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Expert: U.S. Energy Production More Resilient than OPEC Believes

Oil price predicted to be in $70-$75 per barrel range over the next few years.
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Oil producers in Texas and elsewhere may fare better than expected in the face of lower crude-oil prices.

Even though crude prices have dropped sharply, from more than $100 per barrel to just over $60, U.S. production is more resilient than the Organization of Petroleum Exporting Countries believes, Bruce Bullock, director of Southern Methodist University’s Maguire Energy Institute, said Wednesday.

Some contend that when OPEC left production levels unchanged last month, it was trying partly to squeeze U.S. shale oil production, which has boomed. However, “OPEC has vastly underrated the ability of the U.S. producer to adjust,” Bullock said.

In recent years, the energy industry has driven down “breakeven points” on fields by nearly 30 percent, and technology will continue to drive them down further, Bullock pointed out. As a result, he said, breakeven prices for producers in Texas’ Wolfcamp and Eagle Ford shale plays are in the $54 and $55 per barrel range, respectively.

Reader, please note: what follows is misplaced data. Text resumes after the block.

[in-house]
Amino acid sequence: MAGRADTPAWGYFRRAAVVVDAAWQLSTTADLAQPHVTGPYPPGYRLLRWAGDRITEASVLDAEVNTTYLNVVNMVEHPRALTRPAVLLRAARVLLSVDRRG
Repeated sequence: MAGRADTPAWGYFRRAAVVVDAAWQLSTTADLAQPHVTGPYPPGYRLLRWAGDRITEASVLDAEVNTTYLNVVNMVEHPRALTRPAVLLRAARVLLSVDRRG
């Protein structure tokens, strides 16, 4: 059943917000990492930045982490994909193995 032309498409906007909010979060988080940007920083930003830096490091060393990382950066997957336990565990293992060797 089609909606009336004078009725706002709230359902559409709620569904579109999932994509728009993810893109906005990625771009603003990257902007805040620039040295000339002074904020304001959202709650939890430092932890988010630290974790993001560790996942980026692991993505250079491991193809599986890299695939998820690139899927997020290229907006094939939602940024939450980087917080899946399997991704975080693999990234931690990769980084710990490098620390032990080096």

Meantime Bud Weinstein, the energy institute’s associate director, said the pluses of $60 per barrel oil for the U.S. economy—lower prices for gasoline and home heating oil, for example—far outweigh the negatives. This is true even in Texas, where oil and gas now account for 15 percent of the gross state product, up from 5 percent a decade ago, Weinstein said.

Bullock predicted oil prices would settle in the $70 to $75 per barrel range over the next two or three years. He also said production should be “flat to up slightly in the short run, decline slightly in the mid term, and recover in the long run as demand recovers.”